Current work in wildlife, rivers, public lands, and climate
Pawnee National Grassland to be Spared from Fracking
“The Pawnee National Grassland is a vital refuge for wildlife, for those who love outdoor recreation along Colorado’s Front Range,and for clean air and water; fracking has no place in this iconic prairie landscape,” said Jeremy Nichols, WildEarth Guardians’ Climate and Energy Program Director. “We support the Forest Service’s proposal to keep fracking off the Pawnee, but by still allowing publicly owned minerals to be accessed, the region is still at risk.”
The Pawnee National Grassland is located north of Denver and consists of 300 square miles of publicly owned grasslands that are popular for camping, bird watching, and hiking. The Grasslands contain the Pawnee Buttes, one of the most iconic uplifts of northeastern Colorado. The lands are managed by the U.S. Forest Service.
To view pictures of the Pawnee National Grassland from the air, including pictures of encroaching oil and gas fracking, click here >>
Under the Forest Service’s preferred alternative for the Pawnee National Grassland, surface disturbance associated with oil and gas development would be prohibited over 100,000 acres. Publicly owned minerals would still be accessed, however, and it’s estimated that 354 wells will be drilled and fracked as a result.
According to a draft analysis by the Forest Service, these wells would continue to foul the region’s skies and spew out hundreds of thousands of tons of carbon pollution.
The agency estimates that annually, drilling and fracking will release more than 127,440 tons of carbon pollution and that more than6,000 tons of methane. Methane is a potent greenhouse gas with 86 times the heat-trapping capacity of carbon dioxide.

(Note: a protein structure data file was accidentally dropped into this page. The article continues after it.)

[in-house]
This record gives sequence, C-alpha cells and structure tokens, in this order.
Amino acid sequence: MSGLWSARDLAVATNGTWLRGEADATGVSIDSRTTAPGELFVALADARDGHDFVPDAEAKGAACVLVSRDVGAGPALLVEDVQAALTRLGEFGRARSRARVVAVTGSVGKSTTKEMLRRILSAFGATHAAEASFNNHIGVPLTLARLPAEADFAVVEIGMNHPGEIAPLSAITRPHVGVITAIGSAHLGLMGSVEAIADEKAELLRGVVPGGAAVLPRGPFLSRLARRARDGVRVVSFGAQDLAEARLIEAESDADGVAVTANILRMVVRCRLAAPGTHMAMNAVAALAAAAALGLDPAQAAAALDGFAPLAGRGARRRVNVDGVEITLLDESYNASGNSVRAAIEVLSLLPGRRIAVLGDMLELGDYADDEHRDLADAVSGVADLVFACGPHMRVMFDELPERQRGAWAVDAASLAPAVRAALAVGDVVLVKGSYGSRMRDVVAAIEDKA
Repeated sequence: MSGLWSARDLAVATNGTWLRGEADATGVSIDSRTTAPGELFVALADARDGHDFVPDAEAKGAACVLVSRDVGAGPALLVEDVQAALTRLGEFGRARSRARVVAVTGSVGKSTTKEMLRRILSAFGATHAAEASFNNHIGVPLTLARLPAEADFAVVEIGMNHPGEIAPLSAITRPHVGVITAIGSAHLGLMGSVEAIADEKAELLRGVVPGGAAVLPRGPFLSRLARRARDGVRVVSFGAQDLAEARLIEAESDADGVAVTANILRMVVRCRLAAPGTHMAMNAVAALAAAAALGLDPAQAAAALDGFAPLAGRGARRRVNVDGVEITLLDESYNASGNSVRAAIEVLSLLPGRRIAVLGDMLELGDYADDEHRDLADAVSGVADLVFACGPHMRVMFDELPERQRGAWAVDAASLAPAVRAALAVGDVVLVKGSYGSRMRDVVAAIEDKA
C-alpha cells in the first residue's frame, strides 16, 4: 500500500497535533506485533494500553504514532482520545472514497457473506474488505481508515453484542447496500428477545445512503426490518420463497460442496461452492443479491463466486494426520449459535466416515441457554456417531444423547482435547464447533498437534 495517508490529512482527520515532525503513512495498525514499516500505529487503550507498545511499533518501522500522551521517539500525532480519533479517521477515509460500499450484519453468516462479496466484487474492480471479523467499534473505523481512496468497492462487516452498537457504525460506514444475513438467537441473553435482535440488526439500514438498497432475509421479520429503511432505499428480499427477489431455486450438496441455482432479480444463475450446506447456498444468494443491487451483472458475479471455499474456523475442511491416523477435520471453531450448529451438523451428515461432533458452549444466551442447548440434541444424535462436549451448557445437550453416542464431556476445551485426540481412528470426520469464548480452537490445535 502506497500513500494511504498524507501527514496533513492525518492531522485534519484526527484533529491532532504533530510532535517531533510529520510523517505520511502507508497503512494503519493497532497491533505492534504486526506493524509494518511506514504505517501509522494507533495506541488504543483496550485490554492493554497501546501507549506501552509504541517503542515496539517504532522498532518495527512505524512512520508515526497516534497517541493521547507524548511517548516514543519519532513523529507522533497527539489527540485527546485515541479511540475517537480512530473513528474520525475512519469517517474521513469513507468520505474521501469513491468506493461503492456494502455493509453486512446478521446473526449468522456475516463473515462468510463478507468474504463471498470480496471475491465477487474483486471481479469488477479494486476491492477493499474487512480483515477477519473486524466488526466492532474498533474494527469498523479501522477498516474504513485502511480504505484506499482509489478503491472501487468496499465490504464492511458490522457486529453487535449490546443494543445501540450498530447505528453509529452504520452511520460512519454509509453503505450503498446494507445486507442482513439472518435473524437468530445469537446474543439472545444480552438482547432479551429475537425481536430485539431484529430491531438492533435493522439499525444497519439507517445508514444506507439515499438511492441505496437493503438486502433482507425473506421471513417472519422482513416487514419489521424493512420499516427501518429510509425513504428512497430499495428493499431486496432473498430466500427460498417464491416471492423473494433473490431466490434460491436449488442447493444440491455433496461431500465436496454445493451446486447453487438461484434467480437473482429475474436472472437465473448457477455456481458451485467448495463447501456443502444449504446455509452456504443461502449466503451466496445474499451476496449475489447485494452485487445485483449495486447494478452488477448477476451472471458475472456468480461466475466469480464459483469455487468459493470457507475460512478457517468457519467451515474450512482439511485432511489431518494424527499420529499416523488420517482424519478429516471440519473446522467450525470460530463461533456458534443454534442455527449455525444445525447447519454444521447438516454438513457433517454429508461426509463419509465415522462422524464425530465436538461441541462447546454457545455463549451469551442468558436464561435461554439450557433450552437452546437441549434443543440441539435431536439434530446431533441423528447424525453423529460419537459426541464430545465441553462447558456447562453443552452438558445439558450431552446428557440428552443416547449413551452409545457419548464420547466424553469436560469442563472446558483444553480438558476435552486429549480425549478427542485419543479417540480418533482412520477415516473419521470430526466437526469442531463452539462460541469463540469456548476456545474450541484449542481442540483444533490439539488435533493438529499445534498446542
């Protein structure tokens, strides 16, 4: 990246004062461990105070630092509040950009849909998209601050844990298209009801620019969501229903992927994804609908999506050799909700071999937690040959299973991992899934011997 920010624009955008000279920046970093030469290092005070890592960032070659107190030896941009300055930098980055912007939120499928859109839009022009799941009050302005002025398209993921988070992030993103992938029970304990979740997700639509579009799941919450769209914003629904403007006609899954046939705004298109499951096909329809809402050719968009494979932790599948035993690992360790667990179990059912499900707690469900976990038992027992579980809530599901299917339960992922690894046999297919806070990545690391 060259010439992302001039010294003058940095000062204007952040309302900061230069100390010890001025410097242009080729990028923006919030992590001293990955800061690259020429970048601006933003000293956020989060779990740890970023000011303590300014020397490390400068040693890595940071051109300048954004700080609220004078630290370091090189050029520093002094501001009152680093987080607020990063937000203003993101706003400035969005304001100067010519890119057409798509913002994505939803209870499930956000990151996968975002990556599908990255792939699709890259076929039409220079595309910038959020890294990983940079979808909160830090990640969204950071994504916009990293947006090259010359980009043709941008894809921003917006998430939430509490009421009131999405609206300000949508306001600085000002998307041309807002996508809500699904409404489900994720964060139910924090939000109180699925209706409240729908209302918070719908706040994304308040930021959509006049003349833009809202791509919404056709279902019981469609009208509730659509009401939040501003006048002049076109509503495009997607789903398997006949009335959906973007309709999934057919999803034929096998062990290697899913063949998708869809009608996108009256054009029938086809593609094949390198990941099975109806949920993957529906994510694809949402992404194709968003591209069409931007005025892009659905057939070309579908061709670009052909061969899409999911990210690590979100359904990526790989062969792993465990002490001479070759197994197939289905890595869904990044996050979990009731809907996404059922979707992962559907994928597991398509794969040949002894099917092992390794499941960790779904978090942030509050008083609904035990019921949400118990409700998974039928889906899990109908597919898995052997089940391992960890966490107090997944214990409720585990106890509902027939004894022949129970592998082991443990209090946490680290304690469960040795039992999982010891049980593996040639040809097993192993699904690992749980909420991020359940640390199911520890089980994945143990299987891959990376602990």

Ultimately, the amount of methane that stands to be threatened released every year will equal 521,000 tons of carbon, putting year total carbon emissions at more than 650,000 metric tons annually. This equals the annual carbon emissions of 136,000 passenger vehicles.
The area slated for fracking is also within the Denver Metro/North Front Range “non attainment” area, a nine-county area that is violating health limits on ozone, the key ingredient of smog. The Forest Service estimates that ozone-forming pollution will increase by nearly 3,000 tons annually in the area, worsening the region’s smog problem.
“Keeping fracking off our Pawnee National Grassland is critical, but we still stand to bear the brunt of unchecked fracking,” said Nichols. “For our climate and clean air,the Forest Service must make all publicly owned minerals underlying the Grassland off limits for drilling and fracking.”
Already, 43,000 acres of the Pawnee National Grassland has been leased for fracking, and 62 wells have been developed. In the late 1990’s, the Forest Service estimated that only 10 wells would be drilled on the Grassland over a 20 year period, but with the boom in shale gas and oil drilling using horizontal fracking techniques, the Pawnee has increasingly been in the crosshairs of the oil and gas industry.
WildEarth Guardians intends to call on the Forest Service to make publicly owned minerals underlying the Pawnee National Grassland off limits to drilling and fracking in order to address the climate and clean air impacts of fracking.
To download a map of the Pawnee National Grassland showing existing oil and gas wells and leases, click here >>
Comments on the Forest Service’s proposal and its environmental analysis are due October 14, 2014. More information is available on the Forest Service’s website here >>